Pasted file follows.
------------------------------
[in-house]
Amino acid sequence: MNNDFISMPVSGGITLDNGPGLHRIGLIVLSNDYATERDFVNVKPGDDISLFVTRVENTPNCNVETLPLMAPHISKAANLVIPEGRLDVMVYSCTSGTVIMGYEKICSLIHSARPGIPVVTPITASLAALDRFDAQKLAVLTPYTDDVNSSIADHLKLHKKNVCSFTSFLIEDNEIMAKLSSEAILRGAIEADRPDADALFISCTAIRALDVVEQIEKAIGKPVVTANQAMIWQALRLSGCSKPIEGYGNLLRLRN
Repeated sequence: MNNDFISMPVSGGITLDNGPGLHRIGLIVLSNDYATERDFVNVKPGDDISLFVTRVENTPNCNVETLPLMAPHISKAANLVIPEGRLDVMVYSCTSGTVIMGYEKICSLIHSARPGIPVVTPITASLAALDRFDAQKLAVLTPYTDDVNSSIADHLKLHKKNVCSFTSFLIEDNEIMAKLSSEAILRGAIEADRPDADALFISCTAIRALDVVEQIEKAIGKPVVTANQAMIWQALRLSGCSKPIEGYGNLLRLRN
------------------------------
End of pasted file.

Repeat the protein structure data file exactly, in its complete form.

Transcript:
[in-house]
Amino acid sequence: MNNDFISMPVSGGITLDNGPGLHRIGLIVLSNDYATERDFVNVKPGDDISLFVTRVENTPNCNVETLPLMAPHISKAANLVIPEGRLDVMVYSCTSGTVIMGYEKICSLIHSARPGIPVVTPITASLAALDRFDAQKLAVLTPYTDDVNSSIADHLKLHKKNVCSFTSFLIEDNEIMAKLSSEAILRGAIEADRPDADALFISCTAIRALDVVEQIEKAIGKPVVTANQAMIWQALRLSGCSKPIEGYGNLLRLRN
Repeated sequence: MNNDFISMPVSGGITLDNGPGLHRIGLIVLSNDYATERDFVNVKPGDDISLFVTRVENTPNCNVETLPLMAPHISKAANLVIPEGRLDVMVYSCTSGTVIMGYEKICSLIHSARPGIPVVTPITASLAALDRFDAQKLAVLTPYTDDVNSSIADHLKLHKKNVCSFTSFLIEDNEIMAKLSSEAILRGAIEADRPDADALFISCTAIRALDVVEQIEKAIGKPVVTANQAMIWQALRLSGCSKPIEGYGNLLRLRN